A divorce is a tumultuous time, but it is also an opportunity for a fresh take on life. You may want to signify that change by reverting back to your maiden name.
Divorcing your spouse does not automatically result in a name change. You still need to go through all the legal processes, as would be the case any other time. Fortunately, Georgia makes it easy to file for a name change following completion of the divorce process, but you need to decide what you want to do during the proceedings. However, you need to weigh the pros and cons of a name change to determine if it is right for you and any children you share with your former spouse.
You want a clean break
It is natural to want a complete separation from your former spouse after a divorce. Many women view this name change as regaining a part of themselves. It can show that you no longer want to have a connection to your ex legally, financially or emotionally. It can also symbolize your independence and make it clear to friends, family and coworkers that you no longer have any connection to that person.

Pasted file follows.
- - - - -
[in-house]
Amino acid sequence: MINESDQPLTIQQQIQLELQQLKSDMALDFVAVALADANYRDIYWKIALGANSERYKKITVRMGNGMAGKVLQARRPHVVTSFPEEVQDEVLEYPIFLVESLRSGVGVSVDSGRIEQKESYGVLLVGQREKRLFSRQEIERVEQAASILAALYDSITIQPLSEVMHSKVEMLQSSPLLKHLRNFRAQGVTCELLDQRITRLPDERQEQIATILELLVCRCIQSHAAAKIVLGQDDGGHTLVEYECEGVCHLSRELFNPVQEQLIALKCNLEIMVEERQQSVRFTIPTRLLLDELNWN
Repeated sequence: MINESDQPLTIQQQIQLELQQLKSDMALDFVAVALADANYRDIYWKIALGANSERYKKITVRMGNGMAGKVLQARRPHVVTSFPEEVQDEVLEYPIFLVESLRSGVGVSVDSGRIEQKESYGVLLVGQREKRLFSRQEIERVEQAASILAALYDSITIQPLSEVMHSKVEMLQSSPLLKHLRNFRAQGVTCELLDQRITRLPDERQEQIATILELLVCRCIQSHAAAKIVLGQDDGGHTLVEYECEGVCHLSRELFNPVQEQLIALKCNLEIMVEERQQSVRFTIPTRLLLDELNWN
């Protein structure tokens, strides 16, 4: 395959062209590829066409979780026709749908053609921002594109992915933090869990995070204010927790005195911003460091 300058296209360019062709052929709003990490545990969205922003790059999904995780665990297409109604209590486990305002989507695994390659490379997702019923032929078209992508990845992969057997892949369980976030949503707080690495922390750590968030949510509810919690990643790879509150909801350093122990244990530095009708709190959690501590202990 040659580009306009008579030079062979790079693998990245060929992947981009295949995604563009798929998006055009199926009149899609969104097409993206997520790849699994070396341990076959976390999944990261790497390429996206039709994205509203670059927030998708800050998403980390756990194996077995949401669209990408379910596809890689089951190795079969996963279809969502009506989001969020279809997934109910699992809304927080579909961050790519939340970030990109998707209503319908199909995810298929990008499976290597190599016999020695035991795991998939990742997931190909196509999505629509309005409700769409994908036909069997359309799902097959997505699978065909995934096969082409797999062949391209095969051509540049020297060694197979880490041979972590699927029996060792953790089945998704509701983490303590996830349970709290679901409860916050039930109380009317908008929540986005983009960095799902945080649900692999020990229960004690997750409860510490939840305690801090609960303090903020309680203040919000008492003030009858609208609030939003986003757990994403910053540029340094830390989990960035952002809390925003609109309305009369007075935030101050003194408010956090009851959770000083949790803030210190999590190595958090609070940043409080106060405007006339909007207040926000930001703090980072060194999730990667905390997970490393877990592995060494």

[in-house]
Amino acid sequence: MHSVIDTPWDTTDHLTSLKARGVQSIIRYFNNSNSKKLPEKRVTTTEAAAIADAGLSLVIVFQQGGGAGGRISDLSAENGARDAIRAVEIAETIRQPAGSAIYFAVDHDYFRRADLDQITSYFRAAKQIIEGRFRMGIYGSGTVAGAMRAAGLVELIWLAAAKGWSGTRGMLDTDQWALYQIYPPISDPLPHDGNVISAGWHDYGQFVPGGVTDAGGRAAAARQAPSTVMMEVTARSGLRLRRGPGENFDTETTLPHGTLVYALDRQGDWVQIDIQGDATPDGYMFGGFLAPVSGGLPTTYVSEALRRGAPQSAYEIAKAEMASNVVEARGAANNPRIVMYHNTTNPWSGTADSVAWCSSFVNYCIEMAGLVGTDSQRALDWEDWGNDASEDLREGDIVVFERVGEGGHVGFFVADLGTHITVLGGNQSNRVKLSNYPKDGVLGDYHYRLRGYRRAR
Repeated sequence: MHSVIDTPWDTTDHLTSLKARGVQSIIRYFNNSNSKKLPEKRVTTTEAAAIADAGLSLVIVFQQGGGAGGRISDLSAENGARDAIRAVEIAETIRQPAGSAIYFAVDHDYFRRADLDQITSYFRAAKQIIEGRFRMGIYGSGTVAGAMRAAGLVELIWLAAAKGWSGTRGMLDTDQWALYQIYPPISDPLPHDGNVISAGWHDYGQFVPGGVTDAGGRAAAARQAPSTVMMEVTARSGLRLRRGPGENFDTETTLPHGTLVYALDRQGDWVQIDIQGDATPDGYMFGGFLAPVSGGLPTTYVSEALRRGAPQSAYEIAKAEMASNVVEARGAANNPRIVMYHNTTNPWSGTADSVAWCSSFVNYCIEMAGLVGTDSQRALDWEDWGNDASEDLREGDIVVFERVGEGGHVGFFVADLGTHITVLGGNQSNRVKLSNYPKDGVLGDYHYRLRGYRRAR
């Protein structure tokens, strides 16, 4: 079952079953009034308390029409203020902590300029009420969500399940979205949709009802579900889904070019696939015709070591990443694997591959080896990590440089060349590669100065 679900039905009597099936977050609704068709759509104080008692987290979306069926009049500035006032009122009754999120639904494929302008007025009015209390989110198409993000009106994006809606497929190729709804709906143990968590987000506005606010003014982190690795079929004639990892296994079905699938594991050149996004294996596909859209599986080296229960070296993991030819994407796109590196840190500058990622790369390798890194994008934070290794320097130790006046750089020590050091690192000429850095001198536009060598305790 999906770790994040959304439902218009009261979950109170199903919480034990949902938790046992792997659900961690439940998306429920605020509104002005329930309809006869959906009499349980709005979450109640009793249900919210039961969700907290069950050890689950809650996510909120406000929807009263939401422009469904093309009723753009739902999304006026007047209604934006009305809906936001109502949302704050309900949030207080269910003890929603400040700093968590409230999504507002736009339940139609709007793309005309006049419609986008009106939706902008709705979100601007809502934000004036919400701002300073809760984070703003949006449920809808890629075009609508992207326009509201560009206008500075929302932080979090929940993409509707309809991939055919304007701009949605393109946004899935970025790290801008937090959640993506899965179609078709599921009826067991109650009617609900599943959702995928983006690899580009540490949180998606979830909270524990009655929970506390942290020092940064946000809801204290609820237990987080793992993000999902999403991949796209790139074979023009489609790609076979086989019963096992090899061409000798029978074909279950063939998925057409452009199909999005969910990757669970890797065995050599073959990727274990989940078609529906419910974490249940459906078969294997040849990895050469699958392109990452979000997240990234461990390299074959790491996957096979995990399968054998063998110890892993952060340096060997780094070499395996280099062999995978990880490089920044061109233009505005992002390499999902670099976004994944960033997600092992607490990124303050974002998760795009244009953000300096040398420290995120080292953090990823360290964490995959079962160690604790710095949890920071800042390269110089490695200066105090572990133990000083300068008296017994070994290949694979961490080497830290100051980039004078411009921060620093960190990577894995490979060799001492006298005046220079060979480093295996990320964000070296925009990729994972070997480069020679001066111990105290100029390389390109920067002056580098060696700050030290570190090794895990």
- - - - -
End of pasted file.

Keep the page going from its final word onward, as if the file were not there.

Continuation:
Consider the impact on your professional life
On the other hand, some women see benefits in keeping their married name. If you work as a doctor, professional speaker or lawyer, then your clients likely know you by your married name. Your clients may have trouble finding your office if you suddenly change your name. You can still do so, but you need to think about how you will let clients know how they can reach you now.
Consider the impact on your children
This is less of an issue in today’s more progressive age, but many women want to keep their old names for the sake of their children. They do not want to have a different name from their kids, so they keep it. Every woman is different, and it all comes down to what will be best for you to move on with your life.